Seabird atlas shows 3,000 ocean sites key to conservation
OSLO (Reuters) - A new atlas of the world's oceans issued on Tuesday shows more than 3,000 sites important to seabirds from albatrosses to penguins as part of a drive to improve conservation.
The free online atlas (www.birdlife.org/datazone/marine) could help governments plan, for instance, where to set up wildlife protection areas at sea or where to permit offshore wind turbines or oil and gas exploration, they said.
The atlas, showing areas vital to birds including pelicans, sandpipers, cormorants and skuas, was compiled by BirdLife International, drawing on work by 1,000 bird experts, government ministries and secretariats of U.N. Conventions.
"Seabirds are now the most threatened group of birds. They present unique conservation problems, since many species travel thousands of kilometres across international waters," BirdLife International said in a statement.
It identifies more than 3,000 important bird areas (IBAs) worldwide, such as breeding grounds and migration routes, covering in total 6.2 percent of the world's oceans.
"Our initial target is to encourage governments to use this tool and use this data in their national planning," Ben Lascelles, BirdLife's Global Marine IBA Coordinator, told Reuters.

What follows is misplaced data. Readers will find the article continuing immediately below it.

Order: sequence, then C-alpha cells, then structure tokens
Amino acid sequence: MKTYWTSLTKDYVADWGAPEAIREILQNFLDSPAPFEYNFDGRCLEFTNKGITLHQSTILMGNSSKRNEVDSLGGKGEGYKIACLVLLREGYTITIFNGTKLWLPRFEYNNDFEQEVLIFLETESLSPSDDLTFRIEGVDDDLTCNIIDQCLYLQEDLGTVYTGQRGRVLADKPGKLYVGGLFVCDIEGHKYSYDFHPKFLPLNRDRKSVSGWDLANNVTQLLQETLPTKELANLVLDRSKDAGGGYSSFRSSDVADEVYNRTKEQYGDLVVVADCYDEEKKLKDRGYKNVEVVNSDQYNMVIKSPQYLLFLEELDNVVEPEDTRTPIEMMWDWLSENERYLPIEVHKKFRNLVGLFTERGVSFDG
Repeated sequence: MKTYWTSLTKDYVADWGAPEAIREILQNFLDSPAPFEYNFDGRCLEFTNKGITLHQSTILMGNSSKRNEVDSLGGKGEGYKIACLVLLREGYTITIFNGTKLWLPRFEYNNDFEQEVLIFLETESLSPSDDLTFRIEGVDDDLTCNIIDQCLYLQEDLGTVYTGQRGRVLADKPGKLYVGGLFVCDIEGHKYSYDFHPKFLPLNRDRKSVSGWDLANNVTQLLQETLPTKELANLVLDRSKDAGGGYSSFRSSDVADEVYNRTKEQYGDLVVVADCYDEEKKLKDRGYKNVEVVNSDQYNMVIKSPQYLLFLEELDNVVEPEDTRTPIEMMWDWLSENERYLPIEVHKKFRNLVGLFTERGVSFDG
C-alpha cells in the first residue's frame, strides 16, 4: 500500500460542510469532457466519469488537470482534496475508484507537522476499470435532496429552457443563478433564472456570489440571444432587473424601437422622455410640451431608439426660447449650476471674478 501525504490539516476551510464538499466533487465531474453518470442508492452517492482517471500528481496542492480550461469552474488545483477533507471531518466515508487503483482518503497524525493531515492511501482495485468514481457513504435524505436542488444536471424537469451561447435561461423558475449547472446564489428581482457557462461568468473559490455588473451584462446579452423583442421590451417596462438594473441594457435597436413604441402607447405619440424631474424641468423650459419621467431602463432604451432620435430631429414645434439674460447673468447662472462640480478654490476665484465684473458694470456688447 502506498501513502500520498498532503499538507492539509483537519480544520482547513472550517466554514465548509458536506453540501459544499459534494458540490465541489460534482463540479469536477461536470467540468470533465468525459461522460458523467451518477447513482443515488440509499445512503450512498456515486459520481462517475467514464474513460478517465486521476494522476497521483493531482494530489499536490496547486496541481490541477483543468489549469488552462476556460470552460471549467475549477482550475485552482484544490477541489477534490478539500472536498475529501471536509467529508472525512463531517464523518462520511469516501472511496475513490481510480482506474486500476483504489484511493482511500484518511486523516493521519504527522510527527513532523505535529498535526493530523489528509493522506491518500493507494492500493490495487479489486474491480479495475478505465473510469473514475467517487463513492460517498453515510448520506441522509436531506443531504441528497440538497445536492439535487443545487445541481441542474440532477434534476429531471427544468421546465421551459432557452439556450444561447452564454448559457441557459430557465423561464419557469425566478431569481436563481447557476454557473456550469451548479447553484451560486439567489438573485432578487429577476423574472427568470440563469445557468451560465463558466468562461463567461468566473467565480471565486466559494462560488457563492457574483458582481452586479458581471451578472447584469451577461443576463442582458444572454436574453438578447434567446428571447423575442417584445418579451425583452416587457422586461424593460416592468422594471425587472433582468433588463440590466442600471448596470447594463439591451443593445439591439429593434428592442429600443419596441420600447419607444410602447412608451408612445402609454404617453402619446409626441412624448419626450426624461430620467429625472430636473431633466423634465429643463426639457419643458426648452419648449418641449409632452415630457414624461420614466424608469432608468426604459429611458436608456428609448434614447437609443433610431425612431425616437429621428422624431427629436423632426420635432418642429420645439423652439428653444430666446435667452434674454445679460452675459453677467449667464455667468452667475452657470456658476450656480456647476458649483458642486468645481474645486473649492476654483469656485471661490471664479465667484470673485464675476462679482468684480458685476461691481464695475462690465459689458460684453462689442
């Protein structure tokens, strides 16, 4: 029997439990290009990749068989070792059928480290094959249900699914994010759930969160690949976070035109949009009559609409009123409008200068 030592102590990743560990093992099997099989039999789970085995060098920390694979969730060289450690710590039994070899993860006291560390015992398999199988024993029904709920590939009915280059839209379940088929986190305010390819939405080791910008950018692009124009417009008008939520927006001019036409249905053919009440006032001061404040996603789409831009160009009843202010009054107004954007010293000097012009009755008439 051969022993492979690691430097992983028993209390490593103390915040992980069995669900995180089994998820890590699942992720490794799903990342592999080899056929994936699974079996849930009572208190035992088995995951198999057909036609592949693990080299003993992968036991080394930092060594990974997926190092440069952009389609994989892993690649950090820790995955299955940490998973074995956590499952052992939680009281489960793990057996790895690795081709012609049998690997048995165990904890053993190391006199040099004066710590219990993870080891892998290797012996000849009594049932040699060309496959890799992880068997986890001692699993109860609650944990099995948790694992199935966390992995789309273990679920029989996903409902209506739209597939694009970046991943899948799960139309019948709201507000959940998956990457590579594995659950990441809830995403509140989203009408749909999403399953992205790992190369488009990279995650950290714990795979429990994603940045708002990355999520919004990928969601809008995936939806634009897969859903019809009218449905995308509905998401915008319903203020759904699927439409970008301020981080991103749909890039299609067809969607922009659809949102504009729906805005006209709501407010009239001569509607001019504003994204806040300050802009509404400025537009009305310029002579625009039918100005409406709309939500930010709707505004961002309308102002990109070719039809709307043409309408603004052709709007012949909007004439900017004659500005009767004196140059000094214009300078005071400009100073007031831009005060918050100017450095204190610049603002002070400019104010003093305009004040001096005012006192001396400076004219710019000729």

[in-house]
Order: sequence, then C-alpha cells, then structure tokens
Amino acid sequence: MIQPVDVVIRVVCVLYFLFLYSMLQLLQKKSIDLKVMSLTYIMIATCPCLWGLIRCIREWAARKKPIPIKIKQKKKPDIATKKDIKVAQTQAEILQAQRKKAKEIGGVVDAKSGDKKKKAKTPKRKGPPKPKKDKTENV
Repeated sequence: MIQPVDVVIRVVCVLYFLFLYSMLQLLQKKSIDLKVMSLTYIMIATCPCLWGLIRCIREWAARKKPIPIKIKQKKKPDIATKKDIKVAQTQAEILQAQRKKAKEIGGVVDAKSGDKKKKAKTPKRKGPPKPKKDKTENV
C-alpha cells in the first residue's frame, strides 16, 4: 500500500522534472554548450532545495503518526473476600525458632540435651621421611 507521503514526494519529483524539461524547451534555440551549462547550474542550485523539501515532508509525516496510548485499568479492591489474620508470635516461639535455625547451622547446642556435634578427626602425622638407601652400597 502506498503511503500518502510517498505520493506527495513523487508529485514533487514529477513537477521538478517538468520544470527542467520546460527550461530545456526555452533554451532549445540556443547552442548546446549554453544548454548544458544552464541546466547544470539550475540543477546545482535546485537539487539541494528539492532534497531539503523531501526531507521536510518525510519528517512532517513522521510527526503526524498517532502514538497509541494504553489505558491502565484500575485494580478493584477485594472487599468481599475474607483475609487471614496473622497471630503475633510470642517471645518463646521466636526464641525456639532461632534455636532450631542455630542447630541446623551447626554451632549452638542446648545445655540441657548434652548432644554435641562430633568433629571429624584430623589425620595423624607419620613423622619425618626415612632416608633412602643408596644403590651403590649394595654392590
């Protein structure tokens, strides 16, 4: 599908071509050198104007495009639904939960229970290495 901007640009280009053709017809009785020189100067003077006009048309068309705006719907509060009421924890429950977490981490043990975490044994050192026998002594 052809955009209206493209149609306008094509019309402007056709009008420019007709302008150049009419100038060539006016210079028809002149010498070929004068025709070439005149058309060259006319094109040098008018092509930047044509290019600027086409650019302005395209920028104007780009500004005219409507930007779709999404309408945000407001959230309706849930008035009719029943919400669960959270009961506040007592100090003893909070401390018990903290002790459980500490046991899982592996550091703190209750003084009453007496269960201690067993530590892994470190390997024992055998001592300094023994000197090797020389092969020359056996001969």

He said that Japan, for instance, had recently consulted BirdLife about where to site offshore wind farms to avoid damage to migratory birds. The atlas was unveiled at a U.N. conference on biological diversity in Hyderabad, India.
Areas such as off the tip of South Africa where or the Pacific off South America were among the most important "hotspots" for birds.
The atlas might also lead to the development of other global marine maps, for instance for turtles, whales or sharks, and encourage governments to identify where to site marine protected areas.
Governments have set a goal of protecting 10 percent of the entire area of the oceans by 2020, up from four percent in 2010.
"People have often cited a lack of data as a reason for inaction for protection and management of sites, particularly on the high seas," Lascelles said. "This is showing that there is a lot of data out there."
(Reporting By Alister Doyle; Editing by Pravin Char)
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